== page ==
By Kathy Longo, CFP®, CAP®, CDFA
Wednesday, 21 December 2016
It is inevitable; we get older every day. The time to begin the planning for the next generation is now. The complexities of the family and the amount of money moving to the next generation can help determine how much time and effort will be required to ensure success for future generations. The creation of wealth brings a new set of responsibilities. If you would like the transfer of your wealth to benefit the next generation, then you need to consider involving your family early. Each person’s goals, values, and ambitions might not align, but this is a time to find common ground. For success, it will be important for each generation to understand each other’s perspectives.
Thursday, 11 August 2016
Jay Pluimer offers examples of what to look for while conducting a 401(k) plan review in Do You Have a "Gold Medal" 401(k) Plan? Shared by The BAM Alliance, August 11, 2016
My family is getting excited about the upcoming Summer Olympics in Rio. I have a 10-year-old-daughter who is a year-round competitive swimmer and shares what's likely a common dream among young athletes to compete on the world stage. A wonderful thing about sports like swimming is that the time standards for Olympic qualification are clearly stated and communicated so every aspiring Olympian knows what it takes to swim for their home country.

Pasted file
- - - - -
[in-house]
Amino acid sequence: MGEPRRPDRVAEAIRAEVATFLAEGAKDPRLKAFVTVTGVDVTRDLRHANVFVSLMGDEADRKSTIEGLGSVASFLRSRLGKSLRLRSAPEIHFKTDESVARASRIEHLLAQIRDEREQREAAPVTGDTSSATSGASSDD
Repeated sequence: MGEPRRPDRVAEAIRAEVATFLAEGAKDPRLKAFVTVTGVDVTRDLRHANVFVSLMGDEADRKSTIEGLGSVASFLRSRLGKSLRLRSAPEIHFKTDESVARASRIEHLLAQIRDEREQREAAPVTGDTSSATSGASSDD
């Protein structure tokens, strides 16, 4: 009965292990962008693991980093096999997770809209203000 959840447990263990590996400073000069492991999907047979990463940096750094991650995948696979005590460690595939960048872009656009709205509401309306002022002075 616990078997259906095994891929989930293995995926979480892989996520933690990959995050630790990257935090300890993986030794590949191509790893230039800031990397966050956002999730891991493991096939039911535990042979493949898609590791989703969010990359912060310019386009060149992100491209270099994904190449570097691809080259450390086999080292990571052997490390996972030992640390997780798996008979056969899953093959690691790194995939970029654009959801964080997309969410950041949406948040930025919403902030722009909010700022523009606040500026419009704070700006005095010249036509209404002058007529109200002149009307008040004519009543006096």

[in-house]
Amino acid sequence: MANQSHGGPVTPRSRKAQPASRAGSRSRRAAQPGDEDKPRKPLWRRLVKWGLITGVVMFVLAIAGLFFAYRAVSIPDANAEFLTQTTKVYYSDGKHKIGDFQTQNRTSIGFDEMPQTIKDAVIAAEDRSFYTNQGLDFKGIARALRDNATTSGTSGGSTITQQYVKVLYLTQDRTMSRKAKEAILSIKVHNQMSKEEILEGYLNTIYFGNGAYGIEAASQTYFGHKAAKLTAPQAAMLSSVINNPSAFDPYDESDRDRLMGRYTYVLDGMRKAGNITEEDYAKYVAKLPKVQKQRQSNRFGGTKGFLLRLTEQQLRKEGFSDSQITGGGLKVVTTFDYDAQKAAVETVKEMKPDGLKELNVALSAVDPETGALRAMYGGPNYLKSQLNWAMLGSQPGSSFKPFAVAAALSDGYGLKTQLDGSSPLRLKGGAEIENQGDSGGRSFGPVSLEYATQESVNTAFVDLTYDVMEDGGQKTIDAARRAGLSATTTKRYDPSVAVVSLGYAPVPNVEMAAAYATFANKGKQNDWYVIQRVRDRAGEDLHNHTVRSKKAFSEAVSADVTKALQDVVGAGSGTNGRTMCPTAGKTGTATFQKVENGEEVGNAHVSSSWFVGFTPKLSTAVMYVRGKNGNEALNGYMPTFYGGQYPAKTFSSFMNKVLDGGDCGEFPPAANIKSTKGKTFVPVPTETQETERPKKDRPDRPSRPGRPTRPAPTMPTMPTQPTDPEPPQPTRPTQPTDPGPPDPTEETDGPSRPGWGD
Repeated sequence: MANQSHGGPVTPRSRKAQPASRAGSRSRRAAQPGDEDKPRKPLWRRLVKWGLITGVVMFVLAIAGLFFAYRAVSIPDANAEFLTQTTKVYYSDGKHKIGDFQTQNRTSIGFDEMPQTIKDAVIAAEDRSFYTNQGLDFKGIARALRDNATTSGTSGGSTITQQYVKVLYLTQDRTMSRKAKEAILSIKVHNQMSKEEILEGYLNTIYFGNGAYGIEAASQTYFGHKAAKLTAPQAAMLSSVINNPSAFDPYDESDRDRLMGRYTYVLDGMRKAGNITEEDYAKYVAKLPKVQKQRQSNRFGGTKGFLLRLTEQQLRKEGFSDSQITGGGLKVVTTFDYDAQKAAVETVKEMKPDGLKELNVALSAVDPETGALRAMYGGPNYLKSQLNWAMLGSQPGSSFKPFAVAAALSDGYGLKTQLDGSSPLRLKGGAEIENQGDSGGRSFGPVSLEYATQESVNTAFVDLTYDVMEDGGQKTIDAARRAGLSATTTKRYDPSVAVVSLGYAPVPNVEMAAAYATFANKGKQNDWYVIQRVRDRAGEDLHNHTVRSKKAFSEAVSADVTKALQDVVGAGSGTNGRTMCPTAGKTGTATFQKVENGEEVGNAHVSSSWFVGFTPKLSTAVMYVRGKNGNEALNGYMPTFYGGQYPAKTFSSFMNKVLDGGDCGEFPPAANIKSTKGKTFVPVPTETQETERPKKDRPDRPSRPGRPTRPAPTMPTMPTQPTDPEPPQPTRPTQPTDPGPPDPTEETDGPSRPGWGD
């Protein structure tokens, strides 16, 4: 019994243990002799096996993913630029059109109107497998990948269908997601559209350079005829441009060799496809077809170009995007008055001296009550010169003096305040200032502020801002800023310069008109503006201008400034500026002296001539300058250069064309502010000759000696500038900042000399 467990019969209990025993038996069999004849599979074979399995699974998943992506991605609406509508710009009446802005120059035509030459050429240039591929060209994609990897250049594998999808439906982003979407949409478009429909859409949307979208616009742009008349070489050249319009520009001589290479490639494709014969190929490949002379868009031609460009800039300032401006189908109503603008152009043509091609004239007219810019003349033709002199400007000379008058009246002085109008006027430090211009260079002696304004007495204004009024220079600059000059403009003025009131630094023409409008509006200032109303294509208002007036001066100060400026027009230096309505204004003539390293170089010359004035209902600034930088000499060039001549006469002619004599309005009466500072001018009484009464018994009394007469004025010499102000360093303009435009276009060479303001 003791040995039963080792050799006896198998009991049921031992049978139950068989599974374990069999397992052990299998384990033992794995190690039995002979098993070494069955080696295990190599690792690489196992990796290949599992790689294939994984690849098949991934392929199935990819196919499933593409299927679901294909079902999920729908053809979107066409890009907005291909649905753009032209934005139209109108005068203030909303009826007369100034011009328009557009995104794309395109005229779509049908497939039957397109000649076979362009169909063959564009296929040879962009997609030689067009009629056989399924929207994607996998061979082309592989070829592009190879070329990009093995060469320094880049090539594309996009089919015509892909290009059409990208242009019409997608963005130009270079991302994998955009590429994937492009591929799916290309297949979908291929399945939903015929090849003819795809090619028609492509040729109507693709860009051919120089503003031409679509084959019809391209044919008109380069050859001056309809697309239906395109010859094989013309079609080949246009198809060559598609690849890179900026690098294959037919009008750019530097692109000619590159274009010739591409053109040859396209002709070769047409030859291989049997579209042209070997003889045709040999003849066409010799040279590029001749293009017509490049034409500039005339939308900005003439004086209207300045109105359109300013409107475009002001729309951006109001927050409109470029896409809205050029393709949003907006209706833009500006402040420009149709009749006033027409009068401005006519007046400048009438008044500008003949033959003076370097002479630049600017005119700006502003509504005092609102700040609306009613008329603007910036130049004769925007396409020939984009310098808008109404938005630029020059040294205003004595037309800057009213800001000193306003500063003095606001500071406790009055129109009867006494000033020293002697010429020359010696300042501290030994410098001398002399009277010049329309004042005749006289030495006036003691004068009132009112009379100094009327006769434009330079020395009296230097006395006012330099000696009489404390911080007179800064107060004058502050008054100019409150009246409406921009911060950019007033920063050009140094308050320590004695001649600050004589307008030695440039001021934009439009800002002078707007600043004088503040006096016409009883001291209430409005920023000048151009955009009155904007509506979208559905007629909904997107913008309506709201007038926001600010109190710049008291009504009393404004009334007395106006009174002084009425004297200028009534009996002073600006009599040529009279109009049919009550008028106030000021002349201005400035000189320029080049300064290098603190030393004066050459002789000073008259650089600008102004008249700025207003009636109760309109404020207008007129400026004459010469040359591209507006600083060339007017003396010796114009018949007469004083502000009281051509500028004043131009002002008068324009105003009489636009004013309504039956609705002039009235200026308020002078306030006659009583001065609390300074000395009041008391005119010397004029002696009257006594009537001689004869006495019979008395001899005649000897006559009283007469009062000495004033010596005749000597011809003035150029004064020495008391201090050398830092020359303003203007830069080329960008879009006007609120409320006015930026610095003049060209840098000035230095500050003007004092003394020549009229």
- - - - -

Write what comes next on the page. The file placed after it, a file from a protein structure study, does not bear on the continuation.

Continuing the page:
Friday, 29 July 2016
Kathleen Longo shares steps you can take to ensure that the relationship with your advisor is fruitful and fulfilling in It Takes Three: Are You in the Right Relationship? Shared by The BAM Alliance, July 19, 2016
Studies show that 70 percent of women will leave their financial advisor after a major life change, such as the death of a spouse or divorce. Major life transitions bring enough stress and emotion without adding the need to find a new financial advisor or to master your finances. As women also generally outlive men, this longer life expectancy means you will at some point likely require financial counsel.
Wednesday, 22 June 2016
Jay Pluimer explains the dangers and expense of selecting the free lunch plan as an employer and insight into the benefits of hiring a fiduciary to manage your 401(k) plan "No Free Lunch and No Free 401(k) Plan" shared by The BAM Alliance, June 16, 2016
Most of us understand that if somebody else picks up the check for lunch, there is probably a catch. The old adage about there being no such thing as a “free lunch” is true more often than not. Hopefully, though, the offset isn’t worth more than the cost of the meal. When it comes to 401(k)s, particularly for small- to mid-size companies with around 100 employees or less and plan assets under $10 million, many employers select the free lunch option when they launch their plan because they want to provide a benefit for their employees but don’t necessarily want to write another check. The “catch” for this free lunch includes many of the risks associated with being a fiduciary.